I expected:

but the reaction was:

As Rex Harrison famously said," Why can't a woman be more like a man". On second thoughts, just as well that they are not.

Anyway, the short has been found, isolated, merely awaiting a suitable repair. With my head held high I can once again turn to this thread ----- now, where was I?

Perhaps it's best if I first acknowledge recent contributions, thank you Norm for your encouragement and the great link to David Hey's website provided by Hugh. I last looked at this site a few years ago when it was in an embryonic state but now it has grown into a veritable treasure trove. Hugh, your comments about a less than warm welcome for the EE Type 4's are no doubt true. I witnessed the replacement of steam as a young boy, not understanding what the true significance was. At the time we thought that steam would never disappear and we little dreamed that it would be gone so quickly. For British Railway's staff the consequences were all too apparent with so many jobs lost and railway communities becoming just a memory as locomotive and rolling stock facilities closed down throughout the region. Bury St Edmunds shed, 31E officially closed in 1959 but the writing was on the wall with the delivery of the Derby Lightweights and the arrival of mainline diesels effectively ended all the steam related jobs. No wonder the staff did not take to the new motive power. A drink after work with your mates or a social evening at the weekend attended by railway workers with their families in the local BRSA club (British Railway's Staff Association) becoming a thing of the past.

Thank you also to Kal for your kind words. I agree with you that it is the mix of contributions that make for a healthy thread, preferably an eclectic bunch with a variety of views. Speaking of which, they don't come much more eclectic than LF&T with his broad range of interests. Holiday's in Sudbury!! It brings to mind a little saying my Mother was apt to come out with when describing someone or some animal relaxing in the Sun; she would say that they were, "Sudburying of it". Pure Suffolk. I often wondered about the origin of that phrase but now all is revealed by LF&T, Sudbury was a well known holiday destination for the good people of Essex.

Best regards .............. Greyvoices (alias John)

PS. It's time to call in to my own scale model of BRSA facilities (the small fridge in the railway room).
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Hi John,

It sounds like you are now the proud owner of the gold star in the black art of "Short Circuitary" - the prize for which is obviously a cold one from the local BRSA for Services to solving "& displaying" UBP - ENJOY !

Lucky the Night Matron, is the night Matron, the day one's pretty scarry !

Finally, are you sure that word beginning with "e" used in context with LF&T was not a typo, & a few letters short - of course Not they cry !!!!!?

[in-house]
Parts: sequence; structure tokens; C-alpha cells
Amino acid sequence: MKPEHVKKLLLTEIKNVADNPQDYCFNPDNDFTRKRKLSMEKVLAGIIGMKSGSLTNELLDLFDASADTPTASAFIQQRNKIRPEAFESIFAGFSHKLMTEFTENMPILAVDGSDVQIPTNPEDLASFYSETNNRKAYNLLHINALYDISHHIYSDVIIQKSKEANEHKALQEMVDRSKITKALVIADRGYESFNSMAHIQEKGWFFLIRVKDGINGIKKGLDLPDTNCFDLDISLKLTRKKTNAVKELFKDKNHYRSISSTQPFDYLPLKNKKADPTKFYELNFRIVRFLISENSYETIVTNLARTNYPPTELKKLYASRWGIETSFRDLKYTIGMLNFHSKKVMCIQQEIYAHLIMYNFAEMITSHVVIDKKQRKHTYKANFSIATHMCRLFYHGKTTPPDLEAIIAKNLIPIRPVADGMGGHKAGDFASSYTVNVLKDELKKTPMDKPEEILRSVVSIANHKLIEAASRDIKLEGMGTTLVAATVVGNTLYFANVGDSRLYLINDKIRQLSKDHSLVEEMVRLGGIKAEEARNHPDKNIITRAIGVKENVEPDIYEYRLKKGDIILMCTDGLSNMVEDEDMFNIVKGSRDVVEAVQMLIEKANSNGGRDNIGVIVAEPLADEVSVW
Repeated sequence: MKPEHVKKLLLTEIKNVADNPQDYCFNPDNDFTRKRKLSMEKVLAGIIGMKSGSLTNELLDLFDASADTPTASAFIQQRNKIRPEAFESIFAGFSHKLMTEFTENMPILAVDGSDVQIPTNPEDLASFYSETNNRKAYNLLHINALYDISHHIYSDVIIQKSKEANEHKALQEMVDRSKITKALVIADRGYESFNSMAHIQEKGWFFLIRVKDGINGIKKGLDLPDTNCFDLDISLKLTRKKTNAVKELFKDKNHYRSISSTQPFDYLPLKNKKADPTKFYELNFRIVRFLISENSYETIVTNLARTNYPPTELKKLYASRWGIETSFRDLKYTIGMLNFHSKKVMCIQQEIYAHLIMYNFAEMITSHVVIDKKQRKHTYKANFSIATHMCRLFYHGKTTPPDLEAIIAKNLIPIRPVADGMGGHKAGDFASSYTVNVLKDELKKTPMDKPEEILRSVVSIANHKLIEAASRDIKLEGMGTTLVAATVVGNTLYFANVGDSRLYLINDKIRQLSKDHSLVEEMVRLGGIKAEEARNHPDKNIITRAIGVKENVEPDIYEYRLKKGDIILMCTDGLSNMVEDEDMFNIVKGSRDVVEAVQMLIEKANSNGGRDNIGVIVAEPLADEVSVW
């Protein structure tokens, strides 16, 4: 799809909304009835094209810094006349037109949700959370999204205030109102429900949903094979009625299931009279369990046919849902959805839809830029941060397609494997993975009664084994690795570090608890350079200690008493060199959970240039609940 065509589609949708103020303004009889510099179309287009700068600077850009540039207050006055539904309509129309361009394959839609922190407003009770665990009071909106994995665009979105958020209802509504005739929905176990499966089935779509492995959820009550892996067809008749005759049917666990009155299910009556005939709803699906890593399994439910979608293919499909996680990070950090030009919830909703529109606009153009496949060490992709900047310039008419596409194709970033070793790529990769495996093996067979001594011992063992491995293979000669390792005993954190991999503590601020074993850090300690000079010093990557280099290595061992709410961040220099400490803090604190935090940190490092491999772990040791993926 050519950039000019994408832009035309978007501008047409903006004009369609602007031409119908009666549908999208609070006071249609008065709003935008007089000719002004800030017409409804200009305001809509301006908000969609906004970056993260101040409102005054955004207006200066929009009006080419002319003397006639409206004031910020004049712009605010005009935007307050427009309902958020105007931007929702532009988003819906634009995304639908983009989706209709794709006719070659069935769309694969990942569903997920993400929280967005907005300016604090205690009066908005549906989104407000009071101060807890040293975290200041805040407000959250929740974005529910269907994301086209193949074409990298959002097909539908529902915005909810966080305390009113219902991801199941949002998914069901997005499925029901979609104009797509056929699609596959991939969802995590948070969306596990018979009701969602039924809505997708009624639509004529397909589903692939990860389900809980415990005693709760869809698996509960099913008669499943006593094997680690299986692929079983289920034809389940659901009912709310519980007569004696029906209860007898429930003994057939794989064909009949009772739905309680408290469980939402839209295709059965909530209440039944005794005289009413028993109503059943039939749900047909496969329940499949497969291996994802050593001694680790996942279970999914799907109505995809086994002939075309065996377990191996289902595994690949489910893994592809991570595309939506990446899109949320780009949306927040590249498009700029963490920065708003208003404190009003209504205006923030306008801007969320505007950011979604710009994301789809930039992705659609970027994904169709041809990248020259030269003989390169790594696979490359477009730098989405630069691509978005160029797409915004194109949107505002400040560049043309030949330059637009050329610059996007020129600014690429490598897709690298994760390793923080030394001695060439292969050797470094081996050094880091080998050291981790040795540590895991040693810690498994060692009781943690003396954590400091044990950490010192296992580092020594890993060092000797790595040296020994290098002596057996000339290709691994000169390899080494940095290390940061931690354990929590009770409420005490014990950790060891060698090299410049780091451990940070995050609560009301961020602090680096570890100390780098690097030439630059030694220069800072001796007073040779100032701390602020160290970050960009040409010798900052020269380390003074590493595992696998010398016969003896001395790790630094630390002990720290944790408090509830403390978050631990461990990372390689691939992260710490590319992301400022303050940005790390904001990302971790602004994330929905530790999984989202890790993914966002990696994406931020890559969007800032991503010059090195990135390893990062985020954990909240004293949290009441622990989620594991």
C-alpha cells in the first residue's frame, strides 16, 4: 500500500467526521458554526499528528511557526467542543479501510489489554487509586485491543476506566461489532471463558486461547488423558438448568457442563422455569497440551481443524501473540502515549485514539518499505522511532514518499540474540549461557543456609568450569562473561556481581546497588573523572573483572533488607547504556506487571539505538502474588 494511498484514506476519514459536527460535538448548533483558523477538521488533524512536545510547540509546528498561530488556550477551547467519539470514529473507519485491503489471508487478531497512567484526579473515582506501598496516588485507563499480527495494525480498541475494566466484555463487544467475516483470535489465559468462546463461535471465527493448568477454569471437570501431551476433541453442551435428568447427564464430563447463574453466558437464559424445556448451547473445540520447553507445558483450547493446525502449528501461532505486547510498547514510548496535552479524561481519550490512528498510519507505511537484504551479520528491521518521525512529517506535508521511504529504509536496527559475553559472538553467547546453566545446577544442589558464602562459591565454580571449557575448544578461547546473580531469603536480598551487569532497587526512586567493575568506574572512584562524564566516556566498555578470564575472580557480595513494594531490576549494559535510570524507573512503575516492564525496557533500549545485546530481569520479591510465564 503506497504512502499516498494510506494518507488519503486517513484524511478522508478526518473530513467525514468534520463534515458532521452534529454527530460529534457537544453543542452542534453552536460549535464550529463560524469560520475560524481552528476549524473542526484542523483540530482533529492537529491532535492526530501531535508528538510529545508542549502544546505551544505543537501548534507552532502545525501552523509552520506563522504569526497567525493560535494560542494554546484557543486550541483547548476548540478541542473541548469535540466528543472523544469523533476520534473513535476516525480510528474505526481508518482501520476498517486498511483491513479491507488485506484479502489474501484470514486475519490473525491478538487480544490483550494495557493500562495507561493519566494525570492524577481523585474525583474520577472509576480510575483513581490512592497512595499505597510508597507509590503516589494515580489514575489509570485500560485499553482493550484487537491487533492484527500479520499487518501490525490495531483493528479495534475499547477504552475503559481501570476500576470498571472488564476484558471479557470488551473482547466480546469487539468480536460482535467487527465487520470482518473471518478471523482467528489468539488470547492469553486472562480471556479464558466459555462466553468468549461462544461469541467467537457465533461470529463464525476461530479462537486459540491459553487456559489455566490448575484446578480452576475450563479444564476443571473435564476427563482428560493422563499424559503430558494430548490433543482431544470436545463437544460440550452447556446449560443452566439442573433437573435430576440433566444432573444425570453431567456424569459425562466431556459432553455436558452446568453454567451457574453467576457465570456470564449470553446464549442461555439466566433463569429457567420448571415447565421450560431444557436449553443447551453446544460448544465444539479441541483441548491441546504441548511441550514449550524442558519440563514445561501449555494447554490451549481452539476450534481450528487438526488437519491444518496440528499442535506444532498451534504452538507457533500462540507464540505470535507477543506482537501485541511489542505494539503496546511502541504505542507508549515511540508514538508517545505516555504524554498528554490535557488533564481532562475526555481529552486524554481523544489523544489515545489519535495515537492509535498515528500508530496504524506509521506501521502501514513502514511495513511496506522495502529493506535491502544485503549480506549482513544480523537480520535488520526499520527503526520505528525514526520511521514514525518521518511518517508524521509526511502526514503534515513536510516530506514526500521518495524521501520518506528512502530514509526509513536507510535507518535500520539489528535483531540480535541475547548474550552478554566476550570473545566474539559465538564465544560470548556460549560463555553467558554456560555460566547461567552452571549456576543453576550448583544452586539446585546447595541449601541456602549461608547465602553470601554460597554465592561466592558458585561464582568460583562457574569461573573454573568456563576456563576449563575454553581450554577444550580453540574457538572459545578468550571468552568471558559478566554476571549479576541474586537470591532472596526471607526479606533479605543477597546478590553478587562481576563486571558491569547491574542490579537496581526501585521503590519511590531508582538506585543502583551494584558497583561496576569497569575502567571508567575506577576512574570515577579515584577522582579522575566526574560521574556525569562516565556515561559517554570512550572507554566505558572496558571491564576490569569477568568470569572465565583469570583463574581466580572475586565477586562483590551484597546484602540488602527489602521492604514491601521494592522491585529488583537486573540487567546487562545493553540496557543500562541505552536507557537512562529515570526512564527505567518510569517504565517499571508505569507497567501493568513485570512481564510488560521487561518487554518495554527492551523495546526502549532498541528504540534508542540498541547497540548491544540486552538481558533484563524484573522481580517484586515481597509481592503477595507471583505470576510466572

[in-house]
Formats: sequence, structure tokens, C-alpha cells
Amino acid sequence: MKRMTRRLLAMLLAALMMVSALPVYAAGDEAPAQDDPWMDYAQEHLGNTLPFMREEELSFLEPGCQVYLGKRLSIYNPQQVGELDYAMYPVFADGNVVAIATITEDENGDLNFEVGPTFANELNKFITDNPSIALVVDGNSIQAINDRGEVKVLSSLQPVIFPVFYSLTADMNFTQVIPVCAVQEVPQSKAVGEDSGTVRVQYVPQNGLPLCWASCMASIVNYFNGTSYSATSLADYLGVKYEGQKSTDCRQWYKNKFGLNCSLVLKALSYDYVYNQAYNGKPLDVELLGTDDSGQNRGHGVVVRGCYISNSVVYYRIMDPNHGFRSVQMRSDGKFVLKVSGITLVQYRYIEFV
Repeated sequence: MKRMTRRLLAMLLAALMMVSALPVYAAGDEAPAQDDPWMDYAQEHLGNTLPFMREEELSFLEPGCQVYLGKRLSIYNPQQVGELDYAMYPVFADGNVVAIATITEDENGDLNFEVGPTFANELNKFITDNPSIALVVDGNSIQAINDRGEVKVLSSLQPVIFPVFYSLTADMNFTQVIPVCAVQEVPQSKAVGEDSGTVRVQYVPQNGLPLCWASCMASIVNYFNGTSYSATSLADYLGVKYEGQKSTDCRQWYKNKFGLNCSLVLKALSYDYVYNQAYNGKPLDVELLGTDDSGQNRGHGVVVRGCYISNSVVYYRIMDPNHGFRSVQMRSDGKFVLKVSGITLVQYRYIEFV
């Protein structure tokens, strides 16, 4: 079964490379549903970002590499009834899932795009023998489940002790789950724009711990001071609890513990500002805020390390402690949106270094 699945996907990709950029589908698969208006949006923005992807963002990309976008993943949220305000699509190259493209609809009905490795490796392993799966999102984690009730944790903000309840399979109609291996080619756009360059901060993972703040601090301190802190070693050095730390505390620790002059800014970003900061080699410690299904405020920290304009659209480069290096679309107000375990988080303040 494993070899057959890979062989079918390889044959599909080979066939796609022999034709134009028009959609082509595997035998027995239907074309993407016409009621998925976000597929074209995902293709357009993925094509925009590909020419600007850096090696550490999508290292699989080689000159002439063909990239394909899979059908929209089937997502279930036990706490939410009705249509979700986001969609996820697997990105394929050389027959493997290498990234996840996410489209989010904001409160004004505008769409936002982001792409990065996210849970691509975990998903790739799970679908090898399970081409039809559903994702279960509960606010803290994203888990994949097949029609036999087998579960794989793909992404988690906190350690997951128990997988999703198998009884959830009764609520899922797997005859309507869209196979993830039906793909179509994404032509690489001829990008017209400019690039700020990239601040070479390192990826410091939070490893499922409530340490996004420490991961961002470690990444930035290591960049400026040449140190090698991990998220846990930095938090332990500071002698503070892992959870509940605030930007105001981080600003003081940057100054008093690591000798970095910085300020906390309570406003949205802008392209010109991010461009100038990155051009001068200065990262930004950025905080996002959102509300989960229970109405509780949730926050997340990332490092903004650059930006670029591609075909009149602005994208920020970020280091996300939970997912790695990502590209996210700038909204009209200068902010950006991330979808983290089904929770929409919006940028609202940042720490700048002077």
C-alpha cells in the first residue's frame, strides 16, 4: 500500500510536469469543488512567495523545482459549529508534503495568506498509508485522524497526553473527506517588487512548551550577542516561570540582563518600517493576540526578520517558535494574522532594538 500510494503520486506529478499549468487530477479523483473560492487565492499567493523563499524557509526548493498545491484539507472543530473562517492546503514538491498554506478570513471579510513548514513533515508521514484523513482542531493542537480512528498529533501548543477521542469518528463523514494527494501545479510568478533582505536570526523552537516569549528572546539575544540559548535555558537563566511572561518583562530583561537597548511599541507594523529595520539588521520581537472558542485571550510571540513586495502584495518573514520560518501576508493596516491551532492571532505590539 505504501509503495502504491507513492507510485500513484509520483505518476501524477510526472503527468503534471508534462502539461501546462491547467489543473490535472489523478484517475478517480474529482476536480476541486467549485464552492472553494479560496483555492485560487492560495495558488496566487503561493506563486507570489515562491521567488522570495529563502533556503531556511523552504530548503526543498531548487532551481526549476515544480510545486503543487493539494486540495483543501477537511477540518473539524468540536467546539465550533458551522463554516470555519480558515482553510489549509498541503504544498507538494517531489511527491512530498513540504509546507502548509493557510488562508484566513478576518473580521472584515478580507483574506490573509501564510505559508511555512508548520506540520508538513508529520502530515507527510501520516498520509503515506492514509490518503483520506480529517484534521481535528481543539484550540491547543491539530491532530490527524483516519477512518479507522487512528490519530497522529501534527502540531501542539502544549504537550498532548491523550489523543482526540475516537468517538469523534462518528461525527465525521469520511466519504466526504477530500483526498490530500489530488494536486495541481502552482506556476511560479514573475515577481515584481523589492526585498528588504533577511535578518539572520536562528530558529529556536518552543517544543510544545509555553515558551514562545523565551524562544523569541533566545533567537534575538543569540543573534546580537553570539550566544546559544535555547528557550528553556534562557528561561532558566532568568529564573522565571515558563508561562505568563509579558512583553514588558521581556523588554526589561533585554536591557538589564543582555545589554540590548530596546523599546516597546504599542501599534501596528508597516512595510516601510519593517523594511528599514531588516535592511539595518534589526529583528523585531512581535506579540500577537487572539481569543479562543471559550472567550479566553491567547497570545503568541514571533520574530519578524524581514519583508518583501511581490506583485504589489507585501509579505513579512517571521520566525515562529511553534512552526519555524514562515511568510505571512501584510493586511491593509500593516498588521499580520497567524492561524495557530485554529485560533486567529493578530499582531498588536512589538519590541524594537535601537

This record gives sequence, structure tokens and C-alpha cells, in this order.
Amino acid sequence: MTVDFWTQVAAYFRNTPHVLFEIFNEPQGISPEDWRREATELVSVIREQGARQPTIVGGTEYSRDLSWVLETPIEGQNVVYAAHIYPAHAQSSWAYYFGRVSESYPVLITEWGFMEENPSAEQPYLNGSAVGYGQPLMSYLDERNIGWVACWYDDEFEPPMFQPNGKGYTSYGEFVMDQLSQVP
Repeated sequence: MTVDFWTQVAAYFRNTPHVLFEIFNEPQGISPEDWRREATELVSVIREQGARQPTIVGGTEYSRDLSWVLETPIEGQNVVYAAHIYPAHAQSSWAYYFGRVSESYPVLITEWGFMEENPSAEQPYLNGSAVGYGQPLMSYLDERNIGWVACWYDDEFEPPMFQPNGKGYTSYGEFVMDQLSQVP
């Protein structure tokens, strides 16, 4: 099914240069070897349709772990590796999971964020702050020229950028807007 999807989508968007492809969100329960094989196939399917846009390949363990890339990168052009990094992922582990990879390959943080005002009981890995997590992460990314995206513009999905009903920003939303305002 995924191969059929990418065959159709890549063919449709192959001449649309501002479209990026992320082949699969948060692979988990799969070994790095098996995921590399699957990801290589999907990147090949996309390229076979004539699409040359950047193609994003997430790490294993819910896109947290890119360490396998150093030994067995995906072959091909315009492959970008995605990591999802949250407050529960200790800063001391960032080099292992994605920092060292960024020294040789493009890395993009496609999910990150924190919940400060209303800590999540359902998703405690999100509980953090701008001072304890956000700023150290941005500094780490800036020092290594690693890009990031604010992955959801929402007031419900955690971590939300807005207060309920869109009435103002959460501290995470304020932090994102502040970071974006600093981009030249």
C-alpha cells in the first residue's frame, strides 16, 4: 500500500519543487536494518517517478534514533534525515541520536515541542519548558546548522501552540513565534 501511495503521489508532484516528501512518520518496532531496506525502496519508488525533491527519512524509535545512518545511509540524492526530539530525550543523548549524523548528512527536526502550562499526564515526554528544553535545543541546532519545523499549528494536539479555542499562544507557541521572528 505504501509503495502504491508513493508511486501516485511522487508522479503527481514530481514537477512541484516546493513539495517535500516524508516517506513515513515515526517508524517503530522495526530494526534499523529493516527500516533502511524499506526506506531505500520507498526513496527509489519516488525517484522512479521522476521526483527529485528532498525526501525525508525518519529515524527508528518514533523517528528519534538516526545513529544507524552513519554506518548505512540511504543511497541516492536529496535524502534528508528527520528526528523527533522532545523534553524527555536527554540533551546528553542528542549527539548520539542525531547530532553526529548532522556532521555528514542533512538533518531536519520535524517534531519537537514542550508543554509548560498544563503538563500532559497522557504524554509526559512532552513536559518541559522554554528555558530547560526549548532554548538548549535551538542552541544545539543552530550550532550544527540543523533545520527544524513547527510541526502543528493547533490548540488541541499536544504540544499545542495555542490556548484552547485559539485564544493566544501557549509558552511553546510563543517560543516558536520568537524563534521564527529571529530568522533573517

Hi John,

QUOTE Finally, are you sure that word beginning with "e" used in context with LF&T was not a typo, & a few letters short - of course Not they cry

Used to have to teach a few declectic kids at school ...

Glad you found your shorts ... must have been cold without them, not to speak of the sheer embarrasment ......

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QUOTE (Greyvoices @ 28 Jan 2013, 19:23) <{POST_SNAPBACK}>I witnessed the replacement of steam as a young boy, not understanding what the true significance was. At the time we thought that steam would never disappear and we little dreamed that it would be gone so quickly. For British Railway's staff the consequences were all too apparent with so many jobs lost and railway communities becoming just a memory as locomotive and rolling stock facilities closed down throughout the region. Bury St Edmunds shed, 31E officially closed in 1959 but the writing was on the wall with the delivery of the Derby Lightweights and the arrival of mainline diesels effectively ended all the steam related jobs. No wonder the staff did not take to the new motive power. A drink after work with your mates or a social evening at the weekend attended by railway workers with their families in the local BRSA club (British Railway's Staff Association) becoming a thing of the past.

We could smell the steam engines through Barking at our primary school and I often spent lunch times by a road overbridge at the London end of the station or after school for the price of 1d a platform ticket on the platform. I remember being very well warmed up from the firebox of one of the freight engines that had (presumably) come up from Tilbury and held at a signal.

However time moved on and I regularly travelled between London and Bristol when I moved there in 1978 and the closure of Swindon was a sad affair and must have been devastating for the place - I'd visited the works several times prior to closure. Some time last year I discovered Bristol Bath Road had closed - what a hive of activity that was. Stratford's now flattened; Ripple Lane's gone and it's almost impossible now to see anything "shed related" travelling anywhere by train.

On the entire GE there's a SP at Ipswich and Colchester still has it's greenhouse affair; Cambridge has next to nothing. So I think that on the entire GE section Norwich is about the only place with any sort of loco depot and you might see a maximum of circa 4 locos there.

The modernisation of BR didn't make any financial sense to me - scrapping engines a few years old with 30-40 years of working life left and selling them at scrap value and replacing them with various diesel classes that rarely saw 10 years service.

Well at least we can recreate a little of the way it should've been.

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A lot of stuff in this layout thread. Just to catch up on some interesting items you posted.

The pic of the side by side autos on the east german train is very interesting. Are there more photos of that layout?

The close couplings for the coaches look interesting as well.

And yes I too got a good chuckle over the painting of hand kissing of model railroader wife. ha ha

I look forward to seeing your layout progress.